Game On.

Long time, no post! Apologies if you’ve noticed; I’ve been abroad. I knew that when I was in Poland for 10 days that my meditation practice would pause. It did when I went to Scandinavia last year and I made the decision to change my expectations and not to beat myself up over it. The last time I meditated was the morning was on the flight from Frankfurt to Krakow and I was OK with that. I was a little anxious that I would have trouble sleeping without meditation. But aside from that one day when I drank three cappuccinos (damn you, caffeine), I had zero trouble sleeping thanks to walking 12 hours a day (and the mulled wine, and pierogi, etc).

I started meditating again yesterday morning and it feels totally easy to slip back into my two 20 minute meditations a day. Six to seven AM are my time to meditate, check my email, and pet my cat again.

I’ll get more posts and photos up about my travels, but if you need to see photos in the meantime, you can head over to my Instagram

(Photo is of a church in Gdansk, Poland.)

Rolfing Virgin No More

While I was away on the yoga retreat, my teacher Chrissy recommended that I go see a person name Maya Ray to help with the muscles in my neck and back, as well as my 24/7 cracking of my neck. She told me she was a Rolfer and I was all, “Huh?” Rolfing is basically like a chiropractor session for my muscles, as opposed to your bones. Chrissy noticed that while lying in shavasana, my collarbones looked uneven, perhaps contributing to my neck pain.

I made an appointment right after I returned from Catskills for a consultation. Maya was incredibly knowledgable and looked at me and said she thought she could help. I had the means and the time, and nothing to lose, so I made an appointment for last Wednesday. I knew it would hurt and be a little uncomfortable, but it actually wasn’t as bad as I was anticipating (cue Christian Grey: the pain is in your mind).

I had to wear a bra and boy shorts for the session so she could get a good look at my alignment. I’d told her that I’d fractured two ribs as a child and she thought this might be the reason for my very slightly misaligned collarbones, since you can’t really set your ribs to heal how you want them to when you fracture or break them.

She worked on my back, neck, the muscles on top of my rib cage, and my hips. Why my hips? All this stuff is connected and if my hips are tight, it could make my back tight (which she said my entire back was tight, 100%). 

She also noticed how I breathe could be the culprit. I grew up taking voice lessons where we learned to breathe through our diaphragms and the correct way to breathe, apparently, is into all four sides of our body. People usually breathe only into the top part of our lungs, which isn’t good for our necks either.

So, her prescription was this: use therapy balls to loosen up the muscles in my back now and then, pay attention to how I’m breathing, and call her in two weeks. Rolfers usually require 10 sessions to see any improvement but for whatever reason, she’s not strict like that (probably because it’s cost prohibitive). 

It was like a more intense and painful massage that included mild movement. It was an awesome 75 minutes. I’ll likely go back for one or two sessions more as I’ve noticed some slight improvement since going last week.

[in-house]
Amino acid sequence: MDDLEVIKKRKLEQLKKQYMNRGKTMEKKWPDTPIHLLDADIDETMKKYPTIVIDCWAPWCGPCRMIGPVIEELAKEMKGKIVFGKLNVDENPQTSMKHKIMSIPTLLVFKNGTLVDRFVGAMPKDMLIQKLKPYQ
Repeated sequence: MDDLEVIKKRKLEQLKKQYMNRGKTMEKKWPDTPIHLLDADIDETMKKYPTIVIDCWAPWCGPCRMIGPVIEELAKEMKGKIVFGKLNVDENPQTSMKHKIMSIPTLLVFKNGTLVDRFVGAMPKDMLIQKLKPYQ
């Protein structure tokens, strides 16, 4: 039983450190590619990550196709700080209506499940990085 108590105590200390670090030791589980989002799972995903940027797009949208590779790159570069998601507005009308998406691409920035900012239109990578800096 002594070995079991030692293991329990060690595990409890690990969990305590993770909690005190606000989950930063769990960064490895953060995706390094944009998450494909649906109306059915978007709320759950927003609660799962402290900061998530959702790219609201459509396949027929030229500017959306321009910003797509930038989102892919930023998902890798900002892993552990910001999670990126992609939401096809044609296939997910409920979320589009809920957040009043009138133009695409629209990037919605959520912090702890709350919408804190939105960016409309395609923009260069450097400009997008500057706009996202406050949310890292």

I haven’t used the therapy balls as much as I should have so I have to get better about that. They’re so painful but so useful as far as tight muscles go. Have any of you tried rolfing? 

Epic Battle: Meditation vs. Anxiety

My spiritual guru Gabby Bernstein always says that when people tell her they don’t have time to meditate, she asks them if they have time to feel like shit. I think this is a pretty good way (although somewhat forceful) to convince people to meditate. 

I noticed as soon as I got into the office yesterday that I felt different and very anxious. I devolved into that hyper-paranoid person that I was (and still am, sometimes, just rarely) in previous years and it took a while to get back down to normalcy (what normalcy means to me, anyways). 

I spent a large part of the weekend with my dude and when I do that my meditation schedule usually hits the fan. I was still meditating for the last four days in my yoga classes but the morning and evening sessions weren’t happening. It’s not his fault; I usually just forget. Sometimes, and I’m trying to be better about this, I will sit for a session while he’s in the shower. 

Because J is great, he took note of my anxiety and ended up surprising me with a flower delivery yesterday afternoon. It was completely unexpected and immediately brightened up my Monday. 

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But incase a flower delivery isn’t an option for you, you can always turn back to your breath and sit in silence for a few minutes, coming back to a state of calm that’s always hiding somewhere inside of you. 

Slow down and breathe.

I’m going up to Woodstock for the day with Kirsten today (just happens that it’s the 45th anniversary of the concert – we had no idea when we picked this day!) and I woke up before my alarm and just sort of got up

I sat up, turned my phone on, and then turned my computer on. And then I sat looking at both as they turned on and I felt a little shaky. 

I’m used to waking up to my alarm, turning my phone on, and sitting in seated meditation for 15 minutes before doing ANYTHING else. This was different and I can see the immediate effect it had on my waking up.

So before logging into my computer, I sat in my chair and concentrated on my breath for about two minutes (breathing in and out for five, six, etc. up to ten, and back down). I felt much better.

I also probably should’ve stretched, but hey, at least my mind is calmer now.